I was about to walk out my front door, a free woman. My husband had offered to watch the two little ones to give me an hour alone, to be spent with a book, my Bible, my journal, and hopefully a good cup of coffee. But just as I was about to shut the door, my daughter came rushing out. “Where are you going, Mama? Can I come, too?” “Sorry,” I responded, “but you get to have some special play time with Papa while Mama gets a little alone time. Isn’t that great!” With huge tears pouring down her face she wailed, “but why can’t we do alone time as a family?”
Last week, Susan wrote a great post on what to do when you said “I Do” to someone very different than you. It got my wheels turning thinking about not just my husband, but my kids -- who, as you can see above, are made very differently than I am. Between my daughter and I, one of us needs quiet time, processes internally, and needs one or two close friends. The other needs fun, adventure time, processes verbally, and sees any living, breathing person as a potential best friend (I’ll let you guess which one of us is which!). Unique!
At times I am great at appreciating my daughter’s differences – I admire the way, even at a young age, she is willing to get up on stage and perform. I’m amazed at her heart for people, her willingness to always welcome someone as a friend. She’s generous, always willing to give. These are things I have to work at, yet they come so naturally to her -- something I just adore about how God has made her.
And yet so often in parenting I find myself getting easily frustrated by the fact that she works differently than I do. I was confronted with this thought: At the end of a long day of parenting, have the majority of my frustrations been because of serious heart problems I’ve dealt with in my kids, or just my irritation because they don’t do things like I want them to, or react as I would react? Perhaps even more telling is this question: Have I just been frustrated because I don’t feel I’ve been getting the space, time, or whatever else I need?
Of course there is always validity to our kids obeying and responding to what we ask of them, but am I burdening my kids with expectations to 'fit into my mold' that are beyond what God asks of them? Am I exasperating my kids rather than encouraging and loving them?
In light of this, here are a few truths wise parents have passed on to me I’m keeping in mind as I parent my “littles” these days:
God made our kids! This might feel like a “duh” statement, but He made them uniquely, knowing how they would fit into our family culture, knowing how they would be gifted, knowing how they would struggle. It’s not a surprise to their Creator that they are unique -- He intended them to be that way!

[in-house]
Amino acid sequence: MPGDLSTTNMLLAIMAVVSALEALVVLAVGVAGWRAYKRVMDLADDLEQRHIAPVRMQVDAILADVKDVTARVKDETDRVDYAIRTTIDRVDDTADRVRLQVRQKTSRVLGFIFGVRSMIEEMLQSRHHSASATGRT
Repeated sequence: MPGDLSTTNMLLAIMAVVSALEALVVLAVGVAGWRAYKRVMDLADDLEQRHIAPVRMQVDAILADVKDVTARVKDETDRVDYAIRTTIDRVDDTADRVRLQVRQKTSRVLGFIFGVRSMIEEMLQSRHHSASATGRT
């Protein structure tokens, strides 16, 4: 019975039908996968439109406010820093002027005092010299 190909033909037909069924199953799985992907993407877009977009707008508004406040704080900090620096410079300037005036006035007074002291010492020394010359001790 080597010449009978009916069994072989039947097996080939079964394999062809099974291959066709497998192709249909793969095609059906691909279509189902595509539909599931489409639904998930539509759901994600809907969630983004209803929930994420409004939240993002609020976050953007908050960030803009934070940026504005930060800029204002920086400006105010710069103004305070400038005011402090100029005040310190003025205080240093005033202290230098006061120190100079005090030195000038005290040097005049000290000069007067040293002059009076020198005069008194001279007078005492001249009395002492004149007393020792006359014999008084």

Kids are people too! I know you are now starting to doubt if I’m actually going to say anything of value in this article, but I think we actually overlook this truth sometimes. Kids are people from the very moment they are born, and, as we’ve said, unique people. Kids don’t get a soul later in life. They don’t just survive for the first 12 years and then start to really develop later.
Their little hearts are prone to certain sins and weaknesses, their little souls gifted and blessed in particular areas from the beginning. Am I going out of my way to identify and encourage those gifts? Am I praying for and lovingly disciplining their areas of weakness?
Kids respond best to love that is specific to their heart needs. A friend recently took her children out on individual little dates. They were nothing spectacular, just an outing with them and mom, doing something that each child particularly liked to do (Getting a treat! Going shopping! Sitting in a music store playing the piano!). She said that her kids could not stop talking about their date with mom. That such a simple act connected them in a beautiful way was a surprise to her, but helped her better understand how to love her kids.
My husband and I have had weeks where it feels like all we are doing is disciplining our daughter for her bad behaviour. So often, taking time out to connect with her on her level will change her rebellious attitude to a more receptive and obedient one. So, have I paid attention and found the ways in which my kids feel filled up, encouraged, blessed? Instead of just loving them the way I feel most loved, have I taken time to figure out what their heart needs and to minister to them specifically?
We should care most deeply about the state of our child’s heart, not their conformity to our personality. My daughter loves to talk, all the time. I’ll be honest, this can drive me a little crazy. But is talking too much a sin? Nope. Not by a long shot. So often I need to die to myself and just listen, truly listen, to her heart poured out in words – what a privilege!
At the same time, what an opportunity to teach her about her need to stop talking and listen to others, about her ability to love people well by speaking words that encourage and build others up, about her ability to use her words to tell people about her Saviour. Appreciating her uniqueness in this area means I don’t make her stop talking, but seek to teach her how to use her talking as a beautiful tool.
Parenting is a surprising journey, certainly one more difficult, complicated, rich, and rewarding than was ever anticipated. Loving our kids in the unique way God made them is often challenging, especially when they are so different than us! But I’ve come to take a lot of comfort from the fact that, just like in my heart, God is at work in their hearts, moulding and shaping them and drawing them to himself. He’s sanctifying them, and using us to do it. And you know what? I’m pretty sure he’s using them to sanctify us, too!
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